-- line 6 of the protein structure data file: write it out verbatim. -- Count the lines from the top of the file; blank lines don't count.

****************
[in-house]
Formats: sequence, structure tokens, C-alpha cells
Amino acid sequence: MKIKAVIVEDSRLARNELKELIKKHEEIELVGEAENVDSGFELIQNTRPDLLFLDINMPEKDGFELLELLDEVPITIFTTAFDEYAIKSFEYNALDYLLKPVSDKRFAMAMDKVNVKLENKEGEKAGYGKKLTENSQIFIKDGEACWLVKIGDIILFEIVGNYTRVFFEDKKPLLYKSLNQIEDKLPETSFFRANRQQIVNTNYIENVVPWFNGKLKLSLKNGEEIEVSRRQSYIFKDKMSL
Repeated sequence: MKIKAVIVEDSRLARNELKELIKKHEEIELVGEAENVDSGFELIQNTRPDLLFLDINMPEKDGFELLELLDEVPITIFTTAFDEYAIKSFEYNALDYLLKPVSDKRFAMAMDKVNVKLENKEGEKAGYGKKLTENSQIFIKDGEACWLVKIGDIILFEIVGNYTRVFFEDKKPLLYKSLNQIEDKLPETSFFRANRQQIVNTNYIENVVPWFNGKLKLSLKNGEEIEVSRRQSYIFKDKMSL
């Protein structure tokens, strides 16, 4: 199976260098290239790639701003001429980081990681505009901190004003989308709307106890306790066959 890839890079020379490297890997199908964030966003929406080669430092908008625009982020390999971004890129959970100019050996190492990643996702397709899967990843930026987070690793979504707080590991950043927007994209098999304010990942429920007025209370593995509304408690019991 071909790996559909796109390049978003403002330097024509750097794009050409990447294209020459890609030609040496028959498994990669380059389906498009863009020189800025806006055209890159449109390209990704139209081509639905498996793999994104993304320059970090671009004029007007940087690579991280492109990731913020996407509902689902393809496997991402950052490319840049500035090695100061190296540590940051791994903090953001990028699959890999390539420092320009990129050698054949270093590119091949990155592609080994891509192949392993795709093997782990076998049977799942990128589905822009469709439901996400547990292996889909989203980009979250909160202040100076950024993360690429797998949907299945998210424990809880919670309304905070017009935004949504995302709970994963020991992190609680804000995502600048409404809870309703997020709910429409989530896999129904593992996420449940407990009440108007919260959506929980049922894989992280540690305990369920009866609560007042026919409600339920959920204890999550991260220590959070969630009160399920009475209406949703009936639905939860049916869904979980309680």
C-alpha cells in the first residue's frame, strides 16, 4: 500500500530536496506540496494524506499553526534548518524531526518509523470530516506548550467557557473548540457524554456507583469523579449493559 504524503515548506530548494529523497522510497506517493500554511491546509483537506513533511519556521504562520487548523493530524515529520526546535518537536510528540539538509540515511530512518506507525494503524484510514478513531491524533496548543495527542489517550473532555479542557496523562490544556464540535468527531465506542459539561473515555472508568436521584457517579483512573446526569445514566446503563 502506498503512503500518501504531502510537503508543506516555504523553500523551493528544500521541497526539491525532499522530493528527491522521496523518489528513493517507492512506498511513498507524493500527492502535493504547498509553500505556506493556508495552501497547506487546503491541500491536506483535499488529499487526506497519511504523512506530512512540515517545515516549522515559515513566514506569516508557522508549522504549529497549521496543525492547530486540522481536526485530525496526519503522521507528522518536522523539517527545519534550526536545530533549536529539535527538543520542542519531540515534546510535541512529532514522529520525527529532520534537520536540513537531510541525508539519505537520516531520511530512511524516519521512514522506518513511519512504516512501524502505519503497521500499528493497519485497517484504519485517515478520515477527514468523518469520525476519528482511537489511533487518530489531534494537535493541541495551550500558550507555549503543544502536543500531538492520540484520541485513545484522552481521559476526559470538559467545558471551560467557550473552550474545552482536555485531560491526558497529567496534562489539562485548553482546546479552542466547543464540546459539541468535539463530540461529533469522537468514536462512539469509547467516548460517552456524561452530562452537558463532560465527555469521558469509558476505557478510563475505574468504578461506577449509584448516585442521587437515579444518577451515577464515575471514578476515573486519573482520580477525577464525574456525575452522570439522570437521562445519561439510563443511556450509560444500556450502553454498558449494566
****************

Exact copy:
C-alpha cells in the first residue's frame, strides 16, 4: 500500500530536496506540496494524506499553526534548518524531526518509523470530516506548550467557557473548540457524554456507583469523579449493559 504524503515548506530548494529523497522510497506517493500554511491546509483537506513533511519556521504562520487548523493530524515529520526546535518537536510528540539538509540515511530512518506507525494503524484510514478513531491524533496548543495527542489517550473532555479542557496523562490544556464540535468527531465506542459539561473515555472508568436521584457517579483512573446526569445514566446503563 502506498503512503500518501504531502510537503508543506516555504523553500523551493528544500521541497526539491525532499522530493528527491522521496523518489528513493517507492512506498511513498507524493500527492502535493504547498509553500505556506493556508495552501497547506487546503491541500491536506483535499488529499487526506497519511504523512506530512512540515517545515516549522515559515513566514506569516508557522508549522504549529497549521496543525492547530486540522481536526485530525496526519503522521507528522518536522523539517527545519534550526536545530533549536529539535527538543520542542519531540515534546510535541512529532514522529520525527529532520534537520536540513537531510541525508539519505537520516531520511530512511524516519521512514522506518513511519512504516512501524502505519503497521500499528493497519485497517484504519485517515478520515477527514468523518469520525476519528482511537489511533487518530489531534494537535493541541495551550500558550507555549503543544502536543500531538492520540484520541485513545484522552481521559476526559470538559467545558471551560467557550473552550474545552482536555485531560491526558497529567496534562489539562485548553482546546479552542466547543464540546459539541468535539463530540461529533469522537468514536462512539469509547467516548460517552456524561452530562452537558463532560465527555469521558469509558476505557478510563475505574468504578461506577449509584448516585442521587437515579444518577451515577464515575471514578476515573486519573482520580477525577464525574456525575452522570439522570437521562445519561439510563443511556450509560444500556450502553454498558449494566